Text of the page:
Tuesday, December 2, 2014


Oakland A's baseball has been popularized as "Moneyball" in the eponymous book and movie, but I'd  prefer to call it "Budgetball" for one important but often overlooked reason. Not only is A's baseball profitable in a relatively small MLB market, it is also consistently affordable and exciting for fans.

As is obvious from my Twitter page, I'm an Oakland A's fan and have been since around 1997 or 1998, when I was an economics Ph.D. student at UC Berkeley about 10 miles north of the Oakland Coliseum. The A's recently departed assistant GM Farhan Zaidi is an alumnus of the same program. I wasn't following the team when the front office traded Rickey Henderson in the 1980s or Jose Canseco in the 1990s, the latter infamously from the on-deck circle. But I was in the stands before the Mark McGwire trade in 1997, which didn't seem to catch the fans in the left field bleachers too much off guard. "He isn't even trying," one had complained after a routine out. I was in the third deck watching "The Flip" by Derek Jeter in game 3 of the 2001 ALDS, but that's a story for another day.

The simple point I want to make with "Budgetball"* is that price and quality of the product are important factors motivating fans' demand for baseball, and the A's have been delivering on both fronts for years. This is an ode to a high-quality, affordable product: a seat at the Oakland Coliseum, site of spectacular highs and lows, and the occasional discharge of raw sewage. There are plenty of other intangible things that motivate fans, as essayist Steve Almond and many others have written about, but affordability matters. When I was a student, "Dollar Wednesdays" at the Coliseum actually cost a dollar to attend. The round-trip cost of the BART train ride was probably 5 or 6 times that and still made going to the ballgame eminently affordable. The team in 1997 won just 65 games, the worst in a full season since 1977. But the team brought Rickey back in 1998, and the product throughout was plenty worth it.

And it has remained worth it. According to Team Marketing Report, the 2014 A's ranked 19th in the majors in their Fan Cost Index, and 23rd if you looked at ticket prices alone. By contrast, the 2014 World Series champion and cross-bay rivals San Francisco Giants ranked either 5th or 8th most expensive. The graph below plots wins (y-axis) against TMR's average ticket price (x-axis) for all 30 teams in 2014. The Oakland A's are on the upper left side of the cloud, suggesting they offer good results for the money.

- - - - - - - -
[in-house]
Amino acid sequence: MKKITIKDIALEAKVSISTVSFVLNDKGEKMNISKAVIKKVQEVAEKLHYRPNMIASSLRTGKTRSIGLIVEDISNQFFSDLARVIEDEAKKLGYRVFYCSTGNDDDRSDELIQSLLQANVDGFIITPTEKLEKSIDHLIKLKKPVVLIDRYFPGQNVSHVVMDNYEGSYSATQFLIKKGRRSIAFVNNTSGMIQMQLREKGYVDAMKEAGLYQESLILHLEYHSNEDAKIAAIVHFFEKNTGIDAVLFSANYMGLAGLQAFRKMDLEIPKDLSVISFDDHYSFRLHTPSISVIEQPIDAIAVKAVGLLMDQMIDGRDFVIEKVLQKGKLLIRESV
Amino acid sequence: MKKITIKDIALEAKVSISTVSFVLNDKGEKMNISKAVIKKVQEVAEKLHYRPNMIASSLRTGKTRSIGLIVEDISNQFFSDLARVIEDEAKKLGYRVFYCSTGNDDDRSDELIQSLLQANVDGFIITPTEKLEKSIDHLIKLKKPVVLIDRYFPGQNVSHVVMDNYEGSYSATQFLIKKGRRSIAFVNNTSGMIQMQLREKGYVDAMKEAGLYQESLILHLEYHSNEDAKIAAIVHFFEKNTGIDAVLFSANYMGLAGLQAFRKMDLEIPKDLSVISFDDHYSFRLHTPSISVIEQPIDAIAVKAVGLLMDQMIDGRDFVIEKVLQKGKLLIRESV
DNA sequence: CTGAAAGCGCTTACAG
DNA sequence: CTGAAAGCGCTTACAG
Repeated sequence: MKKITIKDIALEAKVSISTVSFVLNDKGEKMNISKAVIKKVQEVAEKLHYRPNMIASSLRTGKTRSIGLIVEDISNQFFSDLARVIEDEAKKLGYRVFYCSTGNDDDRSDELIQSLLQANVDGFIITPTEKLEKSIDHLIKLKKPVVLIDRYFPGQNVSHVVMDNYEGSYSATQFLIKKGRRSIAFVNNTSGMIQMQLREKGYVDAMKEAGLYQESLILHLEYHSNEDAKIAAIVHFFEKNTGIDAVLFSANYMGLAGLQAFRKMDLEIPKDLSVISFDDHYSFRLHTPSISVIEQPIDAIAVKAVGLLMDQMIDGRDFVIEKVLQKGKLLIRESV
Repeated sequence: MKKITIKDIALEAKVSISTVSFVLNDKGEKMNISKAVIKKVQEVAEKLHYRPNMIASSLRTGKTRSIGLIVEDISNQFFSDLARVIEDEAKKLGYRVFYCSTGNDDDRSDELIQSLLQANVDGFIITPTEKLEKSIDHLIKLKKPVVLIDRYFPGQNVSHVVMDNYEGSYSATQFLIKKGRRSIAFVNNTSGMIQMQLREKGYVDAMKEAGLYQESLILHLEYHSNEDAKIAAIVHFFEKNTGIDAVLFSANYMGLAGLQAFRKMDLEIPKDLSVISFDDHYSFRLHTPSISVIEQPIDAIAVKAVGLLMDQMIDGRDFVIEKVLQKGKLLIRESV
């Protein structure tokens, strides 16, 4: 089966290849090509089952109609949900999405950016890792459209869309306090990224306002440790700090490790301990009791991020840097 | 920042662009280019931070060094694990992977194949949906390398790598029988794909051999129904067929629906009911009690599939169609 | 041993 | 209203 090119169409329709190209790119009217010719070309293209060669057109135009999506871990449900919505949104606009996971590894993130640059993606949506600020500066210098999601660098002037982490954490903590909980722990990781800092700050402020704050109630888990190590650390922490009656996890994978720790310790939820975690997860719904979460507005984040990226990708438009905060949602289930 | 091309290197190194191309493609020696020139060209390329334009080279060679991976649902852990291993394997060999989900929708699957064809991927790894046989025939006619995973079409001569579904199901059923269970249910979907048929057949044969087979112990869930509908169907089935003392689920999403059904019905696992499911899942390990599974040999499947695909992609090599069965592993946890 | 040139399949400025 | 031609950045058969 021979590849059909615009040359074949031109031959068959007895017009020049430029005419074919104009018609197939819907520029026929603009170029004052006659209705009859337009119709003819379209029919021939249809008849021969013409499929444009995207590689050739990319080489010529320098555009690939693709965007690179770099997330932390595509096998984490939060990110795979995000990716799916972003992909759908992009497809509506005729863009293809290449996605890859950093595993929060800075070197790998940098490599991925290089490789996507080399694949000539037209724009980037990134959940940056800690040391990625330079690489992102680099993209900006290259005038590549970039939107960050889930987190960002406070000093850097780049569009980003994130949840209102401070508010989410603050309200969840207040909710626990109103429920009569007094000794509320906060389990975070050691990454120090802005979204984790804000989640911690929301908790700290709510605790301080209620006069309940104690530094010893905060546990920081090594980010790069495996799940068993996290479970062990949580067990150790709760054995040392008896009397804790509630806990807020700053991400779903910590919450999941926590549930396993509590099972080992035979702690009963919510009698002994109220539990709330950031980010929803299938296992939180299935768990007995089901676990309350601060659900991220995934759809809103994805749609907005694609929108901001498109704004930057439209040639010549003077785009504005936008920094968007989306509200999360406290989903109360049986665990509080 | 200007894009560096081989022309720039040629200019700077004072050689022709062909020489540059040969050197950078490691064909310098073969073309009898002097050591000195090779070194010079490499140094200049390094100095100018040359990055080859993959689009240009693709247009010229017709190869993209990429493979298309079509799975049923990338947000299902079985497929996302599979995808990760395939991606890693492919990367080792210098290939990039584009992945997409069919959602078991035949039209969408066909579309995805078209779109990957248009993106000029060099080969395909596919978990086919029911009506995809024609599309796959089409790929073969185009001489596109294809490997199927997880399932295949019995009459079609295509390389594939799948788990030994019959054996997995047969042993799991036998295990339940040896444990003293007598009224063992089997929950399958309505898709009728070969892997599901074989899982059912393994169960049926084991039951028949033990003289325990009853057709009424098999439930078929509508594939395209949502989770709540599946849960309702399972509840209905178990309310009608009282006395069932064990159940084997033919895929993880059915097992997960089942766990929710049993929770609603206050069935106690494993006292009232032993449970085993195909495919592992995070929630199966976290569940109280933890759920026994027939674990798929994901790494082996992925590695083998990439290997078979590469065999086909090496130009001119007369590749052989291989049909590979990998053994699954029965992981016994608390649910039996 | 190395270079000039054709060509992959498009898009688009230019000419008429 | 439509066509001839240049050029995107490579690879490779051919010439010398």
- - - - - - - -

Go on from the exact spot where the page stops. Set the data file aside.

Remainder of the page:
Why am I writing about this now? Baseball fans recall how the A's controversially traded their cleanup hitter in the middle of their 2014 pennant chase, and now the team has done it again, trading away MVP candidate and fan favorite Josh Donaldson last week. Many fans aren't happy, and I was struck by Ken Arneson's lengthy piece on the topic. It hurts to lose a familiar face, a player who consistently makes the highlight reel with his bat or glove or both. And player continuity is part of the quality of the product; following a team or sport is more fun when it consists of distinguishable personalities rather than just numbers. More fun translates into profitability, just ask Amazon and Twitch why a gamer named "Nadeshot" is so popular.

But I think what has made Oakland A's baseball so great is a bifurcated approach to winning under budget constraints, one that preserves a little continuity while aggressively seeking to maintain or improve the winning record. In the aughts, they signed their last Gold-Glove 3B Eric Chavez to a long-term contract and stuck with the Big Three for a while. This decade, they inked deals with CF Coco Crisp and RP Sean Doolittle while ruthlessly letting go Grant Balfour and trading their right-handed power hitters. The 2012 season was magical, and I was there in person at all the critical games, watching the team clinch the wild card and then the division on the last game of the season.

The A's strategy produces "Budgetball." I can afford to go in person to a game or ten, and it's a great product, even when the team comes up a little short. I could have gone to three more A's games if I hadn't gone to that one Giant's game this year, that's the kind of price difference we're talking about if it's not nosebleed seats.

It's still a fun team to watch, departures and all, and I can afford it. Sign me up, and keep dealing, Billy Beane. I won't pretend it doesn't hurt, but if it keeps the product's quality high and price low, my feet have voted long ago.

(*Apologies to the Peter G. Petersen Foundation for appropriating their term "Budgetball," which they coined in 2009 for a team game of cognitive and physical skill about federal fiscal policy.)